While most of us think of compression socks as being for the older population, with varicose veins and swollen legs, compression therapy is certainly useful beyond just those situations. Compression sock technology advances and increased choices in more fashionable colour and fabric has coincided with more people utilizing them in daily life.
Three situational uses for compression socks:
- Travel — including flying, train and long-distance car trips
- Performance and recovery — some research suggests that compression and reduce muscle vibration, which can reduce reports of muscle fatigue
- Working on your feet — compression socks improve blood flow, which can ease swollen or achy legs after long days on your feet
Varicose veins are part of the spectrum of chronic vein issues. They may appear as bulging or prominent blue protrusions under the skin of the leg. Severe cases can mean change in skin texture, ulceration, and permanent changes in discolouration of the skin. According to the Canadian Society for Vascular Surgery, varicose veins are common and approximately 20 percent of Canadian adults suffer from varicosities. The severity of varicose veins varies depending on several factors including heredity, occupation, age, pregnancy, obesity and lifestyle. Women are more likely to suffer from varicose veins, representing 60% of the patient population.
Talk to your doctor about your potential treatment options if you have any of the following symptoms:
- Spider veins
- Tired, heavy feeling legs
- Swelling in the ankles or feet
- Skin discolouration
- Signs of varicose veins
Currently, there are no medications that can reduce or repair varicose veins, but compression therapy is highly recommended to both reduce the symptoms of varicose veins and slow the progression of the problem. Doctors may also recommend surgical procedures in some cases.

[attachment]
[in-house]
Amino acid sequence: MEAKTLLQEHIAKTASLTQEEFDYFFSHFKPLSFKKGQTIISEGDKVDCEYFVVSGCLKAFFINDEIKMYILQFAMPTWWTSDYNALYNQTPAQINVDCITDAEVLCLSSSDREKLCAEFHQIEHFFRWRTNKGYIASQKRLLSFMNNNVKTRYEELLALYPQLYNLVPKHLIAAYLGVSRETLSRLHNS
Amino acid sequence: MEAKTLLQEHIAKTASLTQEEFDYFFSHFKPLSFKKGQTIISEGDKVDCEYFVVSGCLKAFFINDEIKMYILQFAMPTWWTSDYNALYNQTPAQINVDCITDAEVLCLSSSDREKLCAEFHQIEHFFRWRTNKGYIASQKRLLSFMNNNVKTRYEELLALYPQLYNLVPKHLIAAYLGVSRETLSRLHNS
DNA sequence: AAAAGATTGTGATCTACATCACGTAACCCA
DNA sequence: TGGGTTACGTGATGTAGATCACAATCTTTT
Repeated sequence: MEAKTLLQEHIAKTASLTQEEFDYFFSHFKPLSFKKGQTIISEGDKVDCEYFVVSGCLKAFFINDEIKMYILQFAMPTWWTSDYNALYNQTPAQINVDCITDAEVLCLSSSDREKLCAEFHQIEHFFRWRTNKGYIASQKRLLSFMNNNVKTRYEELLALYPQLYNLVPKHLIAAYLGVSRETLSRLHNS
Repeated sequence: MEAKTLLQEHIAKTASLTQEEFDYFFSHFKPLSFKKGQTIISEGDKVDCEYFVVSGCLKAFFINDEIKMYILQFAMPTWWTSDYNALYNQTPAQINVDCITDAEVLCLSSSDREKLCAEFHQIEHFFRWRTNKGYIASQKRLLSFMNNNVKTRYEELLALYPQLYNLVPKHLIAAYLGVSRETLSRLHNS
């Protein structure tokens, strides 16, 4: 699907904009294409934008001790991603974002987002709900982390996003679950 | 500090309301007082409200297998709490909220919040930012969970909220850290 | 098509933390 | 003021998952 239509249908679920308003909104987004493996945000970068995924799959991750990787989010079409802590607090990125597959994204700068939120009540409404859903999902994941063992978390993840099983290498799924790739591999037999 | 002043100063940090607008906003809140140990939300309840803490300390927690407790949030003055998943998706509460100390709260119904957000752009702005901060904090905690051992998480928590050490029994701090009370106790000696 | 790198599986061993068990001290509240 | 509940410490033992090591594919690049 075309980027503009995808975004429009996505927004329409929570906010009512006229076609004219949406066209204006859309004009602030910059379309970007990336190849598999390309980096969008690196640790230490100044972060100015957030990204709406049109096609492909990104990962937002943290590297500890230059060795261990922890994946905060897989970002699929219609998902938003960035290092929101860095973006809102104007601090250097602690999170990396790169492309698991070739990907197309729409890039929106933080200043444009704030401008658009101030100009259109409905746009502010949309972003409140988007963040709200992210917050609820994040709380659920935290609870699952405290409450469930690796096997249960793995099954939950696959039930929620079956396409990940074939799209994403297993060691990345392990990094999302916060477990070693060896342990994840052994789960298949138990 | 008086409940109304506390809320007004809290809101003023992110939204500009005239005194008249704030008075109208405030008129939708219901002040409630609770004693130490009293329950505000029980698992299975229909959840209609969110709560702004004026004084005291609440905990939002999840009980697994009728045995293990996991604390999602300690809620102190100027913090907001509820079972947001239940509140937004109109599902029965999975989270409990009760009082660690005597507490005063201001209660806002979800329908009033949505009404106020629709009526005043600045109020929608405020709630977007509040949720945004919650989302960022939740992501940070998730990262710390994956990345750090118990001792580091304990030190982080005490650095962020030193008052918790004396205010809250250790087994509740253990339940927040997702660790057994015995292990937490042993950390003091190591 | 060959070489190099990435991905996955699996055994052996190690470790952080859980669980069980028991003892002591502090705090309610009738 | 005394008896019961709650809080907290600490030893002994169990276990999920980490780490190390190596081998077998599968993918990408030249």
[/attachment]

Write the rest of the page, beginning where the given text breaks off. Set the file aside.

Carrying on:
What is compression therapy?
Compression therapy assists with the management of venous diseases and disorders of the body. In a normal, healthy leg, the calf muscle contracts as you walk to gently squeeze the veins in the lower leg, pushing blood back up to the heart. Veins have one-way valves that move blood only towards the heart. When venous disease is present, the valves become widened or leaky, resulting in impaired venous blood flow. This leads to pooling of the blood and swelling in the legs. Compression therapy is often recommended by your physician to treat these symptoms and is also used to treat venous stasis skin changes, varicose veins and post-venous surgery.
How does compression therapy work?
Medical compression stockings provide graduated levels of compression up the leg to assist in the movement of venous blood. When the valves in the veins of the legs are compromised, or the calf muscle is unable to pump effectively, the veins are unable to effectively move the blood back to the heart for re-oxygenation. External compression gently squeezes the walls of the veins together, closing the leaky valves and moving the blood up towards the heart.
Many of our Canadian Certified Pedorthists at SoleScience are certified SIGVARIS compression fitters. For more information, or to book an appointment to discuss your options for compression therapy, contact your SoleScience Pedorthist today!